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Others ask me, “Shouldn’t talking about my accomplishments be my boss’s responsibility?” Well, yes, probably. But let’s get real. Put yourself in a modern-day superior’s shoes. Financial pressures are creating increasingly flatter organizations, which means bosses have a larger number of direct reports than ever before. Also, the need for companies to go beyond domestic borders to continue their growth trajectory means not only do bosses have more direct reports, but those direct reports may be located all over the world. So, be empathetic to the fact that top executives’ jobs have gotten more and more difficult over the years, and their ability to focus on and promote upwards each individual who works for them has become stretched very thin.

You can now hopefully see how today—more than any other time in the history of modern capitalism—self-promotion has become a vital part of self-leadership. As such, by letting your boss know on a regular basis what you’re doing, you are actually making his or her job easier! The boss will be grateful because—trust me—when it’s time for your yearly performance management review, he/she will be better able to endorse you to upper level management. You will not only be helping your superiors, but also demonstrating strong self-leadership and solid Executive Presence in the process.

Another point to consider: By keeping track of your accomplishments along the way, you will be better prepared for your next performance review without the need to invest hours in reflection and writing time. You’ll be glad you can avoid that feeling of, “Did I miss anything?” that often accompanies your own self-assessment in annual performance reviews.

How to Self-Promote Without Bragging

Promoting yourself without bragging takes a bit of finesse while you’re first learning the art. With that in mind, here are some specific steps you can take:

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  1. Send regular emails to your boss—not about yourself, but about the good work of one or more of your team members. Give those deserving people a spotlight; that will show your superior that you’re a terrific leader without taking credit yourself. And, by the way, sending this email about others’ accomplishments is an excellent way to demonstrate your own self-leadership, too.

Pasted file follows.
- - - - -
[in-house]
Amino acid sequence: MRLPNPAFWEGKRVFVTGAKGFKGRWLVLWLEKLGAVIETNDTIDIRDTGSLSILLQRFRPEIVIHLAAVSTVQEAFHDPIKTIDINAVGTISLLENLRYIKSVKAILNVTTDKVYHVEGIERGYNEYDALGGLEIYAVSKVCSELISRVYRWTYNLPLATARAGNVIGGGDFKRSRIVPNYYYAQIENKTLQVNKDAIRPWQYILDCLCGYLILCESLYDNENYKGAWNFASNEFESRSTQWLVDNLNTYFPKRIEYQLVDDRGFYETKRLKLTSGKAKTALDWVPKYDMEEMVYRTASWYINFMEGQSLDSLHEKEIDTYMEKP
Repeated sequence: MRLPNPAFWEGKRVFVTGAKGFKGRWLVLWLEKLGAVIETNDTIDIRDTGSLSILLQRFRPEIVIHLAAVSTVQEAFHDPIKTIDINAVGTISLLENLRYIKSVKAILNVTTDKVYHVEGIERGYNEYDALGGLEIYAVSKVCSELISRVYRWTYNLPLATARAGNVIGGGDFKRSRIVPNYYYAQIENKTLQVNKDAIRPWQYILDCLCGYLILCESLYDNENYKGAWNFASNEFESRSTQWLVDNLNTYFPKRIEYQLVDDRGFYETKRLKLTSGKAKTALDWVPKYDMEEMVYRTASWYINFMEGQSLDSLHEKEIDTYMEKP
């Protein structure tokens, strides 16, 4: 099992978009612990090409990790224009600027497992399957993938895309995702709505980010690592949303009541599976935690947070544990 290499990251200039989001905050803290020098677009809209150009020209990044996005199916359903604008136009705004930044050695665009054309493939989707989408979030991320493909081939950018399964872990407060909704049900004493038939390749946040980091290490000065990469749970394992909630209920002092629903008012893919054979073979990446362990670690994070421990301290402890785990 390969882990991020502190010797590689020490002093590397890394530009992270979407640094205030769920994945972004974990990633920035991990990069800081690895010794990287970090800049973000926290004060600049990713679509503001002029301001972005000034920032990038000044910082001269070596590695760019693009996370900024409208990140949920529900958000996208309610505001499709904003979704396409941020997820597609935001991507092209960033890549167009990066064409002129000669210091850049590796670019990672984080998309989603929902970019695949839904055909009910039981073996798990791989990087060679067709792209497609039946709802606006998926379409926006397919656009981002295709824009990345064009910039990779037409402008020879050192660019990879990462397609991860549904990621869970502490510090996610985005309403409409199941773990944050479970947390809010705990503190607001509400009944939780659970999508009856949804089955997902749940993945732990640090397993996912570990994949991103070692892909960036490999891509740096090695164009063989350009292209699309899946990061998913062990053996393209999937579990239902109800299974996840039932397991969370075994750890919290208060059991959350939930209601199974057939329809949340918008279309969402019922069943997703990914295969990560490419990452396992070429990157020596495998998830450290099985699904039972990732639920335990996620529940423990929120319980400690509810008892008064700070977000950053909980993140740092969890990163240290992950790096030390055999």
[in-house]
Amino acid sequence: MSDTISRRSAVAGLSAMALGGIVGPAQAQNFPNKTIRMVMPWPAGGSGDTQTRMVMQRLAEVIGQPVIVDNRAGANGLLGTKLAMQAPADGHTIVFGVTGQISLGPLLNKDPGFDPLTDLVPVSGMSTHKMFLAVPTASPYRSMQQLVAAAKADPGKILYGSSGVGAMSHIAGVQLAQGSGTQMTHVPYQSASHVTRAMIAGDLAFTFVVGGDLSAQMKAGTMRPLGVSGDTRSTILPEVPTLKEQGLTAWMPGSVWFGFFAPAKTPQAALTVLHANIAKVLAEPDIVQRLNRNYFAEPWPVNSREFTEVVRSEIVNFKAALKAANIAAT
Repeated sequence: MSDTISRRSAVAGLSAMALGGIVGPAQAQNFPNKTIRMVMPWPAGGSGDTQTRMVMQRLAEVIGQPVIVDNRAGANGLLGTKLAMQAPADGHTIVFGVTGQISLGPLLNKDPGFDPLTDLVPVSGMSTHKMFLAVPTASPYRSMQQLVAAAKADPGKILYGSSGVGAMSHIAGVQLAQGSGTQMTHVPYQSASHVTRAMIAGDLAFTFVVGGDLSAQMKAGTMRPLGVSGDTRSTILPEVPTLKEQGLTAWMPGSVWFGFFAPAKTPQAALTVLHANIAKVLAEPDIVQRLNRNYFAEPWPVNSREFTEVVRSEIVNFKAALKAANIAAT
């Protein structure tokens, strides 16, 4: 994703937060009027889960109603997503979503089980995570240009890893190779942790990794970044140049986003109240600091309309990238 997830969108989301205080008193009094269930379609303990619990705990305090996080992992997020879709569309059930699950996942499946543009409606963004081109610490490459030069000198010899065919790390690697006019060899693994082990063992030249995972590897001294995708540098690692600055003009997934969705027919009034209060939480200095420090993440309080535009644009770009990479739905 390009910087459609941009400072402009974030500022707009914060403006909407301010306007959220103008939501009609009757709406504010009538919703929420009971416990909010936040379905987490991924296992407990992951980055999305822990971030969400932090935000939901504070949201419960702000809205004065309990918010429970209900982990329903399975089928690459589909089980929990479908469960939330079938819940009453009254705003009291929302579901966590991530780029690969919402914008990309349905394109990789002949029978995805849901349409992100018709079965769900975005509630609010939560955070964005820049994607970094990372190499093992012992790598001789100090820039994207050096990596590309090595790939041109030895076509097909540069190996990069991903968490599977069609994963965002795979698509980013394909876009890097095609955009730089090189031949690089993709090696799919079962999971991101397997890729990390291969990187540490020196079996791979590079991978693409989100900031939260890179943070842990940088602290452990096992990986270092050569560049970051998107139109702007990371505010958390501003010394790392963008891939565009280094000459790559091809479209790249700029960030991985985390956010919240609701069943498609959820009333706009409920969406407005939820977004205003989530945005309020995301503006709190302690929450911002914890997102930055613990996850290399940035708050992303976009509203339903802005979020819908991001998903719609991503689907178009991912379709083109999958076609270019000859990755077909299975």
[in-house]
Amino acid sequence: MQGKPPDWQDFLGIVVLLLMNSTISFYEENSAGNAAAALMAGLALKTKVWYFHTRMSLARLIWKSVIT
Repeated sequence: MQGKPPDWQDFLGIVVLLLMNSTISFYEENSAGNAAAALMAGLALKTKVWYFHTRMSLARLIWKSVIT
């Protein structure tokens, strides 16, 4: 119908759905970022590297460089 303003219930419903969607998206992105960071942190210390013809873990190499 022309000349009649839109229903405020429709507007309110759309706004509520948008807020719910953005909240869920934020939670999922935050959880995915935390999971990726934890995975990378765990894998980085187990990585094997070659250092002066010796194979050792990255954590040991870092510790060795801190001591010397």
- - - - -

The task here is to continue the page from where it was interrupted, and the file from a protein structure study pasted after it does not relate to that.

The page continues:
2. Shortly before your performance review, make a list of accomplishments you want to highlight to your boss. This is your chance to let him or her know your strengths. If it helps you feel more comfortable, spend a little time phrasing your remarks so that they don’t sound boastful, using proven facts to support your claims. For instance: “The revenues of the Alberta project exceeded expectations, and the strategy the team and I put in place reduced costs by 12 percent.”
  3. Don’t miss a chance to let someone else praise your good work “upward.” If a client, customer, or colleague sends an email expressing gratitude or saying they were impressed with your work or the work of your team, forward it to the boss with a message saying how grateful you are that this person took valuable time out of their day to send positive feedback.
  4. Always try to applaud another person before you mention your part in a project’s success. For example, “Shania worked evenings to finalize this plan, and her efforts really helped me seal this deal. I appreciate having such solid team support.” Notice that you use the words “I” and “me” without taking all the credit for yourself.

If you continue to feel uncomfortable when mentioning your own accomplishments, spend time planning the words you will use, as if you were selling a new client on your company’s products or services. Practice the phrases at home or with a friend or a peer you trust until you reach a point where sharing your accomplishments feels more natural. Then, you’ll be promoting yourself without the need to brag at all.

Do you want to strengthen your self-leadership skills? Check out my latest book, Leading YOU™: The Power of Self-Leadership to Build Your Executive Brand and Drive Career Success, where I share dozens of tips, tools, and techniques to help you rise to the top in your career.